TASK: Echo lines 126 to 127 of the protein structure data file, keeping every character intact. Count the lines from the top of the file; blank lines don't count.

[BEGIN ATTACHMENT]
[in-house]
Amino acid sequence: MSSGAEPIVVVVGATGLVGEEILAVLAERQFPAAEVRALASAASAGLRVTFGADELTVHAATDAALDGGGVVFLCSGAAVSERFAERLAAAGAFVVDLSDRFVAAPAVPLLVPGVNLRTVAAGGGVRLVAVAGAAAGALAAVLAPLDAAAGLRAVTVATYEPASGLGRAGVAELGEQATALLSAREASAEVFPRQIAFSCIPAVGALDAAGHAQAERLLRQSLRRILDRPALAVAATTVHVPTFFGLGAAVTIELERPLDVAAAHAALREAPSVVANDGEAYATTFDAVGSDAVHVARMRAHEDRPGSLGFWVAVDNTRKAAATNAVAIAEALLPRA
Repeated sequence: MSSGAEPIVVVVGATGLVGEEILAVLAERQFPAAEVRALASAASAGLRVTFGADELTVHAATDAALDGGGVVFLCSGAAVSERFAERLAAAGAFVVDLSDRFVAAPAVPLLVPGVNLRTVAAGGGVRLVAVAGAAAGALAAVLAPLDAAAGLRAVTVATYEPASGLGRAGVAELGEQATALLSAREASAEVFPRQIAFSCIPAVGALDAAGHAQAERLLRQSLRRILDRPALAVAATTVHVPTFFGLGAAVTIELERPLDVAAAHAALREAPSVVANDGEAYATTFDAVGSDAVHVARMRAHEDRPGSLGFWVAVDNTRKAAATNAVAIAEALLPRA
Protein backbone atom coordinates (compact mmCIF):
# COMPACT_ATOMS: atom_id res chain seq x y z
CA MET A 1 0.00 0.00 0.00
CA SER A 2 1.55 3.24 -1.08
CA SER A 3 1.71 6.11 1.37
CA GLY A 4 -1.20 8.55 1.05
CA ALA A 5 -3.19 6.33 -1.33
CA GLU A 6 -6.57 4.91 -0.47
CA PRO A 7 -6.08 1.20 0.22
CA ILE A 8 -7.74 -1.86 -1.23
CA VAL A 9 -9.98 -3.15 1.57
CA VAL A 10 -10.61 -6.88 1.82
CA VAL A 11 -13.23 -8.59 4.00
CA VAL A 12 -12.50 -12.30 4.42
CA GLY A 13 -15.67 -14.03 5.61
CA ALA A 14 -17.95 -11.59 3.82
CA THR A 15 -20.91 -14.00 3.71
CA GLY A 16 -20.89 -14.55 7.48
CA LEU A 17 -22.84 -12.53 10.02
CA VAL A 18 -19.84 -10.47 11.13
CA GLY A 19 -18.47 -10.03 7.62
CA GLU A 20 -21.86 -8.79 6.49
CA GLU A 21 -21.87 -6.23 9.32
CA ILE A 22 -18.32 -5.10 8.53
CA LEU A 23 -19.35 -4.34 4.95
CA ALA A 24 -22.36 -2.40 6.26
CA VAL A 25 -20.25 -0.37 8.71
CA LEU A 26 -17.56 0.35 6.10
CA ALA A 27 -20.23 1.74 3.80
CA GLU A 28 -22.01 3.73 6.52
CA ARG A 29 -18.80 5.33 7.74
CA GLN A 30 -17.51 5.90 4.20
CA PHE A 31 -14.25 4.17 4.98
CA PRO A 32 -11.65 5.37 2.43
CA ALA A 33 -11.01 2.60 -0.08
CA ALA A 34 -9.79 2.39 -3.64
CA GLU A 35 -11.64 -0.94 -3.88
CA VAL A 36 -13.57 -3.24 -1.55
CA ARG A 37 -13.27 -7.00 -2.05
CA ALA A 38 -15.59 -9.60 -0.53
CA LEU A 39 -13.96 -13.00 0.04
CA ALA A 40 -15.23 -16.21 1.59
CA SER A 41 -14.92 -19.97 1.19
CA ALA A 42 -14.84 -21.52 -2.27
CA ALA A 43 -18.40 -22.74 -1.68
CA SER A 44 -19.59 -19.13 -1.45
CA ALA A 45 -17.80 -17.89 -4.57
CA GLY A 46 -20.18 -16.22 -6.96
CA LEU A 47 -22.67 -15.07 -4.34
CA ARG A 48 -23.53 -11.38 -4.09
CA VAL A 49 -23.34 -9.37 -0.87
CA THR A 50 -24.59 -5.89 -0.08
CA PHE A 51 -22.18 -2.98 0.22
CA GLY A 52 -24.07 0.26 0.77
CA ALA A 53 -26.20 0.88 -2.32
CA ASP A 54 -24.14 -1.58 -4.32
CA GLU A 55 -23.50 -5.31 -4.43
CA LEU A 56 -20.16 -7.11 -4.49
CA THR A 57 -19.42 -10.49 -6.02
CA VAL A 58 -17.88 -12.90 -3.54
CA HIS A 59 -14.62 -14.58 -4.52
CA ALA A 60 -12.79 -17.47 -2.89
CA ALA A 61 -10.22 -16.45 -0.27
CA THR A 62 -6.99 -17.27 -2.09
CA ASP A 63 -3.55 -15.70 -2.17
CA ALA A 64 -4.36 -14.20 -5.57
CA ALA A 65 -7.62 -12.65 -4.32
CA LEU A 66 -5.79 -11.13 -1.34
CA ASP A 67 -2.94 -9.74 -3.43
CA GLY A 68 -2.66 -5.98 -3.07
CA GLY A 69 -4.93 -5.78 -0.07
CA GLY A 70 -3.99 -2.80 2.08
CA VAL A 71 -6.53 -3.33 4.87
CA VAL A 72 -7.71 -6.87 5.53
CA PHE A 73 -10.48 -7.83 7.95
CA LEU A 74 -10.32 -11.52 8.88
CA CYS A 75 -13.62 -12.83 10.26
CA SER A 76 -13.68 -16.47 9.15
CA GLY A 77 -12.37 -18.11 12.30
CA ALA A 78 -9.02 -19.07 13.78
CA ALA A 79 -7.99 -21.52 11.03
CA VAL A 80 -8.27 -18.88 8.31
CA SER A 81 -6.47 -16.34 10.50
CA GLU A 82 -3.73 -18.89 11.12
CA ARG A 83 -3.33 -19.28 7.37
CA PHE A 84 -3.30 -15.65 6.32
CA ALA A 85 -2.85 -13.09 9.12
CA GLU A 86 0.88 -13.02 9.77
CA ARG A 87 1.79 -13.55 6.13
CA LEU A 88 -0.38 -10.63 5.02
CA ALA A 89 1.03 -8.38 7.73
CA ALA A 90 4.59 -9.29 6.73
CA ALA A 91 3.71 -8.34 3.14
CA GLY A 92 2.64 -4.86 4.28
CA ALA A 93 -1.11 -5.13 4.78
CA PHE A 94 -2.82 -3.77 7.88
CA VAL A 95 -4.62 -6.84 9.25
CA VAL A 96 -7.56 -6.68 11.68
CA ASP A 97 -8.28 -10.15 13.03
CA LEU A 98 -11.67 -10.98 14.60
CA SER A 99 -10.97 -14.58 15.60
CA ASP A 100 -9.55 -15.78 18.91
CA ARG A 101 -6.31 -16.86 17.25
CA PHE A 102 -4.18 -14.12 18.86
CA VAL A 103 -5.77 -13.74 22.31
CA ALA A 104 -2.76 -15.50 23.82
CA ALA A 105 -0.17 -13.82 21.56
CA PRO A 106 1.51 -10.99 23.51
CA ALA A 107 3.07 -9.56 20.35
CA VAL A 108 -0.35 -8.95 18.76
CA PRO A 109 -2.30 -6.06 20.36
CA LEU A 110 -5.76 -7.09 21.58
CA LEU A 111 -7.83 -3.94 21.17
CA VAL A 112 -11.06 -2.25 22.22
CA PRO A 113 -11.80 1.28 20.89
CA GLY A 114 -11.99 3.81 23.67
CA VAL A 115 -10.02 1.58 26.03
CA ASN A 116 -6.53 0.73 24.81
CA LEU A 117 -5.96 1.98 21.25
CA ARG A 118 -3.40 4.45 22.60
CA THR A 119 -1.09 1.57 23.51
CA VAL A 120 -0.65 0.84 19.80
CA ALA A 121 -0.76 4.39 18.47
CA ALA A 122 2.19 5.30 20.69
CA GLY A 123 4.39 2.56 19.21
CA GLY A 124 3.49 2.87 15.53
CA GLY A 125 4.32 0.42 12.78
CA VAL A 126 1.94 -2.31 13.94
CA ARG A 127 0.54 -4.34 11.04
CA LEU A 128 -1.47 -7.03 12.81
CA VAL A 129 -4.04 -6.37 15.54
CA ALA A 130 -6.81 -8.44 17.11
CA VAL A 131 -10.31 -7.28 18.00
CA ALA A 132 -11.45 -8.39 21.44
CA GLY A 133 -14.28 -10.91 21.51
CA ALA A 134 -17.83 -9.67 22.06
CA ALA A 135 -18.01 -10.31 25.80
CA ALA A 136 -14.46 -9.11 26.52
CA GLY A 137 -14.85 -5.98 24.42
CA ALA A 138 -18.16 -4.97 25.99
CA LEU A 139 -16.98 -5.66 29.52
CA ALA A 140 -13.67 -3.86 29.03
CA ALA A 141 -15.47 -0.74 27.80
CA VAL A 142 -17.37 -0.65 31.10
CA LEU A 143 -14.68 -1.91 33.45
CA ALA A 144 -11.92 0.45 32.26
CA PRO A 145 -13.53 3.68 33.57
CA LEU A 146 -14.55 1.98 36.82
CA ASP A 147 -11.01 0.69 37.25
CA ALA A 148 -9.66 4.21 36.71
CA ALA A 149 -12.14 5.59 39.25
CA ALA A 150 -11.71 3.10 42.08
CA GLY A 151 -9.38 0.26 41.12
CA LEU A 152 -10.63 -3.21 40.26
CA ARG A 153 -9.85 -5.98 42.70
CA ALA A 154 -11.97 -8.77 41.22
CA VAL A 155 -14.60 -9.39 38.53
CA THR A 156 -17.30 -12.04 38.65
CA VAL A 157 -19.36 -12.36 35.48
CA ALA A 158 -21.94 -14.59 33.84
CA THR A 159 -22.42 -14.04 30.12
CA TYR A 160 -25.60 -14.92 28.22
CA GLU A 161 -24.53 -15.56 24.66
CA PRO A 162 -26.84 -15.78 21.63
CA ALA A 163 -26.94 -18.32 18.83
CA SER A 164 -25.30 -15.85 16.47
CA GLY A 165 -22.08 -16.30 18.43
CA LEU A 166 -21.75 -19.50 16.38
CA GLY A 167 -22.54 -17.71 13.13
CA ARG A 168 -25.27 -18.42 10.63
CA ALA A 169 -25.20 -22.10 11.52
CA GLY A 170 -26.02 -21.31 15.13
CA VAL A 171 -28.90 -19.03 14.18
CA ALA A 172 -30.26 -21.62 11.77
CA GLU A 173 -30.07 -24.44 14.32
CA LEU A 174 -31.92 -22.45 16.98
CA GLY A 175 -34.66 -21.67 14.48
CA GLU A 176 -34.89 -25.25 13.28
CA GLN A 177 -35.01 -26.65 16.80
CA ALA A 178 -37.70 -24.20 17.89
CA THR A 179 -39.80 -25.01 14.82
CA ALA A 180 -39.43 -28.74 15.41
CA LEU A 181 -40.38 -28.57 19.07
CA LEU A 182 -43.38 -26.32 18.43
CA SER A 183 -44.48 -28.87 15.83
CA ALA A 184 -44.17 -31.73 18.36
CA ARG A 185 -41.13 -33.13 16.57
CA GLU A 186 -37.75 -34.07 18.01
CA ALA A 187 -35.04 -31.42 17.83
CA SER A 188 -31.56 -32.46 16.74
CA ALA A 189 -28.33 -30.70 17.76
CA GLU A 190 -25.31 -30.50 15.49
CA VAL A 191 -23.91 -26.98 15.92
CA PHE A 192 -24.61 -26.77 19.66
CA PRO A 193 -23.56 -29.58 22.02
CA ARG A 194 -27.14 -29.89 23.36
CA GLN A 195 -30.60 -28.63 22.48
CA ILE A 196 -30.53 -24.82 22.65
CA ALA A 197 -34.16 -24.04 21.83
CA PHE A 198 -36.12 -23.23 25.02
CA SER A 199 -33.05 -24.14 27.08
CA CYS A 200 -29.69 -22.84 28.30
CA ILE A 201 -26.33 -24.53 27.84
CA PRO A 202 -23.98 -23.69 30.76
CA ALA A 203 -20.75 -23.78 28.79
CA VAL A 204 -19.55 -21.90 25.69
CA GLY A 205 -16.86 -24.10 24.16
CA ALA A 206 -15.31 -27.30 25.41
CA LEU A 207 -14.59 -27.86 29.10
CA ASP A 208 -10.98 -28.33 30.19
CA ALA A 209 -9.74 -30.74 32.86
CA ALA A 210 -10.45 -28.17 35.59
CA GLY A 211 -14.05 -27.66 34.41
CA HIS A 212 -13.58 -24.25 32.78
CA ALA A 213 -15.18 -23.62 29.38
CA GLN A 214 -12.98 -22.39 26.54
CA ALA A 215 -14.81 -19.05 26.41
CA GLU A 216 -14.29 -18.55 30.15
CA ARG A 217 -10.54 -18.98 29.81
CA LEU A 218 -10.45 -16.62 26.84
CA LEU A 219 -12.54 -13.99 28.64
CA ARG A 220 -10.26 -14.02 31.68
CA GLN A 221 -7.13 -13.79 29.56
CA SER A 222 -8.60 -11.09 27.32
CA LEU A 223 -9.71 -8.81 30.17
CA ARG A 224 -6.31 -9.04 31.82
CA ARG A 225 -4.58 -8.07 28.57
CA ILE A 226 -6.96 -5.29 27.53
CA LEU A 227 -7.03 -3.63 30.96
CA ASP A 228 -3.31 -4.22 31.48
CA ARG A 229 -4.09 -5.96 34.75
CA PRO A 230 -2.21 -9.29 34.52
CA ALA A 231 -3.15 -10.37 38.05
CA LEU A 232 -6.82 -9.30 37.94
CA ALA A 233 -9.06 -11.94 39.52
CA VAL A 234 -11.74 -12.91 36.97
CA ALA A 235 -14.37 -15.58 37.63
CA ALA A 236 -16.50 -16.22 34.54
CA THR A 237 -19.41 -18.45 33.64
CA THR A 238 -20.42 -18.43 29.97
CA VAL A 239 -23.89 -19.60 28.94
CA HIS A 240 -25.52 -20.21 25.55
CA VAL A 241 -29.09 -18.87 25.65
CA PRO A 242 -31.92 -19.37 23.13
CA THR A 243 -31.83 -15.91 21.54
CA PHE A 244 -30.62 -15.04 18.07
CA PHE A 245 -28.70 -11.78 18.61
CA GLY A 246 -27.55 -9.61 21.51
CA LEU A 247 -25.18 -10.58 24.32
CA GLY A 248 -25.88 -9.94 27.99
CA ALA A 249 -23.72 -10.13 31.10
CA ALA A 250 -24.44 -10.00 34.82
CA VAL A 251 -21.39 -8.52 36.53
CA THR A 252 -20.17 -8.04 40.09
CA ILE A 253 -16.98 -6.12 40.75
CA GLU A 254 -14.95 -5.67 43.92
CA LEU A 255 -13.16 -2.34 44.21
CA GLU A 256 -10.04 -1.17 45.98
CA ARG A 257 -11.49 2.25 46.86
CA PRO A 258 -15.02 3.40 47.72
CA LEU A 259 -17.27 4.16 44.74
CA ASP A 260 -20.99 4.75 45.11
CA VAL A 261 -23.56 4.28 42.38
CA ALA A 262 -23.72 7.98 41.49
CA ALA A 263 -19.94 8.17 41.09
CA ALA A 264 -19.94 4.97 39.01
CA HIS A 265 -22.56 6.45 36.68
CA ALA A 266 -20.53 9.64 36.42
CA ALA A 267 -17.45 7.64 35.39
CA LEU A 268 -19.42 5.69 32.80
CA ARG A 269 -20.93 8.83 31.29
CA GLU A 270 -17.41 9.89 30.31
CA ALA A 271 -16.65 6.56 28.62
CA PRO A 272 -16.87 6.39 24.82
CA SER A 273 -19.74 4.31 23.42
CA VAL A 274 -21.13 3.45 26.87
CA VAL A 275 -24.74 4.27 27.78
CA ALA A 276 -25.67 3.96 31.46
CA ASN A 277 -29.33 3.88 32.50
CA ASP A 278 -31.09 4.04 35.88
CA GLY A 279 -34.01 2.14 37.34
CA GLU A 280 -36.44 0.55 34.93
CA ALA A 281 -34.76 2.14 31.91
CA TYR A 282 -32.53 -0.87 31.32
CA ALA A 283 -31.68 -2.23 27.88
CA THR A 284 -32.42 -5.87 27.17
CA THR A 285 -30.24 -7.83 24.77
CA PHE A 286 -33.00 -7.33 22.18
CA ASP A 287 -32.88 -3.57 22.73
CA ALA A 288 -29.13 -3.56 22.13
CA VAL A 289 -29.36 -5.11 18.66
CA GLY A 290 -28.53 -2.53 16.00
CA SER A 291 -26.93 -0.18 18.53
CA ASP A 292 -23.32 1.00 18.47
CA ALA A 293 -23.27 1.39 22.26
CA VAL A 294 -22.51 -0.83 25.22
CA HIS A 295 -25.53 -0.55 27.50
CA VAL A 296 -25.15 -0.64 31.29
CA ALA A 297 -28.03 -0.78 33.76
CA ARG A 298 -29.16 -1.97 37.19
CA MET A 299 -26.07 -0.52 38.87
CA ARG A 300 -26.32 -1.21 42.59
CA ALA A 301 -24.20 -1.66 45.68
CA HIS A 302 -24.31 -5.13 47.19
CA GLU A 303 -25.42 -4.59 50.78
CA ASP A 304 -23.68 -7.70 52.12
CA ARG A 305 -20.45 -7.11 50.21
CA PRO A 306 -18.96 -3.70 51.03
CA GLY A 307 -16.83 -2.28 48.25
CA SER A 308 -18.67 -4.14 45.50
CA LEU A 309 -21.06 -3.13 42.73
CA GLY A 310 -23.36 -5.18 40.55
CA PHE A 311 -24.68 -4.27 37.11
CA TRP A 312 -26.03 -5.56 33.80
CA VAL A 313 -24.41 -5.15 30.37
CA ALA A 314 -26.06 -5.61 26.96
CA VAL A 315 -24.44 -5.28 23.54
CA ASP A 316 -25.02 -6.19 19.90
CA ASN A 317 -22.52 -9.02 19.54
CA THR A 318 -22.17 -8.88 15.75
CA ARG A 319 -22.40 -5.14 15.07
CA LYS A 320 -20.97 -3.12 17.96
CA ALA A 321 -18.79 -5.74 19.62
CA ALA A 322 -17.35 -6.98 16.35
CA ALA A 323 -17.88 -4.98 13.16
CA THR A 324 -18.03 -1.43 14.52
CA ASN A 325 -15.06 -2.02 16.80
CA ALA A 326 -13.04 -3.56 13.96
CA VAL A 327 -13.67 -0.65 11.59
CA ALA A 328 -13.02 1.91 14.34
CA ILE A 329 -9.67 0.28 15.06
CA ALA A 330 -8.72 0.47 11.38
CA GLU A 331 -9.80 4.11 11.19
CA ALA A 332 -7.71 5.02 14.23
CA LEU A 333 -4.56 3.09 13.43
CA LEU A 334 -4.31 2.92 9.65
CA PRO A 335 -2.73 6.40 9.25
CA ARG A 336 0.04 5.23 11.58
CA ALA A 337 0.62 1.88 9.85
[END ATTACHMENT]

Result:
CA ALA A 121 -0.76 4.39 18.47
CA ALA A 122 2.19 5.30 20.69